California’s largest solar plant unveiled
NIPTON >>State and federal officials joined power industry executives for the grand opening Thursday of a massive solar power plant in eastern San Bernardino County, said to be the world’s largest solar-concentrating energy generator.
The 392-megawatt Ivanpah power plant, which delivers enough energy to supply the needs of more than 140,000 homes, is also the largest operating solar power plant in California, although larger ones are under construction.
Most of the output of the Ivanpah plant is being purchased by San Francisco-based Pacific Gas & Electric Co. and Rosemead-based Southern California Edison.
Power companies are motivated to buy renewable energy because California has mandated that renewable resources account for 33 percent of their generation by the end of 2020.
Solar thermal electric technology uses reflectors to magnify the sun’s rays, focus them on tower-mounted boilers to create steam for electrical generation.
“The Ivanpah project is a shining example of how America is becoming a world leader in solar energy,” U. S. Energy Secretary Ernest Moniz said during the dedication Thursday under warm skies in the Mojave Desert.
“As the president made clear in the State of the Union, we must continue to move toward a cleaner energy economy, and this project shows that building a clean energy economy creates jobs, curbs greenhouse gas emissions and fosters American innovation.”
In terms of carbon emission reductions, the Ivanpah project has the same effect as removing 72,000 automobiles from highways, say officials from NRG Energy Inc., one of the project’s owners.
Josie Gonzales, a San Bernardino County supervisor who could not attend the event due to a schedule conflict, said that she views the 3,500-acre facility “as a start” on solar power and hopes that it serves as a place to learn how future projects can generate the same power while taking up less land.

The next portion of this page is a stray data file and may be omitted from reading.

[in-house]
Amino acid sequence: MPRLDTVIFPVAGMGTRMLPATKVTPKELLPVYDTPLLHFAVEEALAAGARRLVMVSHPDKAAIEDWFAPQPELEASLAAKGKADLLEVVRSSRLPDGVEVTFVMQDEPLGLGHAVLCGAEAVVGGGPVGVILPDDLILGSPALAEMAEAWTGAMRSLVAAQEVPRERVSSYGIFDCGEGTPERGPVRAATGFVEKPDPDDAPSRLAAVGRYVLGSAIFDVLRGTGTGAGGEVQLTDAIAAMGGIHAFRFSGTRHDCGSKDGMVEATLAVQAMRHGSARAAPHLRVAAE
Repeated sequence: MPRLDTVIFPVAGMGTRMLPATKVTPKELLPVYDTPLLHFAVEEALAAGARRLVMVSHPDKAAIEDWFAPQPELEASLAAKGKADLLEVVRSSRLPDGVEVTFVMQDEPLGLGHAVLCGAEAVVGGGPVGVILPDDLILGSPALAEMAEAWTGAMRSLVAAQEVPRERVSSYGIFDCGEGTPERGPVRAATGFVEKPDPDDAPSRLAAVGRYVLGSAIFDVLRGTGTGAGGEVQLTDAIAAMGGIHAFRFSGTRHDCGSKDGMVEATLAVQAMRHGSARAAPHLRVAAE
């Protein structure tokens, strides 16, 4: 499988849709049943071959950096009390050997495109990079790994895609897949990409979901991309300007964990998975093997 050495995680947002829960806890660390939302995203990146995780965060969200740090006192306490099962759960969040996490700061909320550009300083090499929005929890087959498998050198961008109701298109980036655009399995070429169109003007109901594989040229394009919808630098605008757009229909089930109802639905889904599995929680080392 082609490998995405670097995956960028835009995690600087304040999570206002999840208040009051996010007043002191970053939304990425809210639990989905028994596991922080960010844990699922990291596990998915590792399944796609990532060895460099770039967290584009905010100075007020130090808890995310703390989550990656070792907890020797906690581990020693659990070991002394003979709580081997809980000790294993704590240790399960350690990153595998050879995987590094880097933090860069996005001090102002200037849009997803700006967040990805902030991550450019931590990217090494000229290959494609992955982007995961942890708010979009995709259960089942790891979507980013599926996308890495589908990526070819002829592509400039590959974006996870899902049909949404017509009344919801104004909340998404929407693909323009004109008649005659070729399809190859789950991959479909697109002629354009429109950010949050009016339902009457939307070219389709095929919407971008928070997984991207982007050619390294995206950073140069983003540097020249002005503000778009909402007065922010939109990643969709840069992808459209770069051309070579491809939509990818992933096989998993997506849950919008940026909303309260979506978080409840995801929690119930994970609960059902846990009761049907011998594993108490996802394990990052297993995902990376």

“Just because a project is green doesn’t mean there won’t be environmental impacts,” Gonzales said.
While this plant reduces the nation’s carbon footprint, it has significant effects on desert wildlife, she said.
Developers of the plant admitted that 44 birds had perished at the plant since all three 459-foot steam generating towers became operational in December, but said that biologists and other scientists were at work to develop strategies to reduce avian casualties.
More than 50,000 clusters of mirrors heat the water atop the each of three towers to 1,000 degrees, which results in heat bands — potentially hazardous to birds — radiating from them.
Moniz used the occasion to promote Obama’s ‘all-the-above’ energy strategy, which spreads DOE funding, through loan guarantees to all renewable energy sectors and to carbon footprint reducing technologies in traditional coal and petroleum-based power generating systems.
A $1.6 billion DOE loan guarantee was critical to the ability of the Ivanpah project to go forward due to the newness of the technology, said David Crane, CEO of NRG Energy.
The other two Ivanpah partners are BrightSource Energy and Google.
Bechtel, which engineered Hoover Dam, served as Ivanpah’s engineering, procurement and construction contractor.
Ivanpah “is this generation’s Hoover Dam,” said Toby Saey, president of Bechtel’s global power unit.
A recent report said that U.S. utility-scale solar power set a record 2.3 gigawatts installed in 2013, Department of Energy officials said.
PG&E is buying the electricity from Ivanpah units 1 and 3, while SCE is purchasing the output of unit 2, NRG officials said.
A total of about $650 million in salaries for construction and operations is expected to be paid over the next 30 years.
By Jim Steinberg, The Sun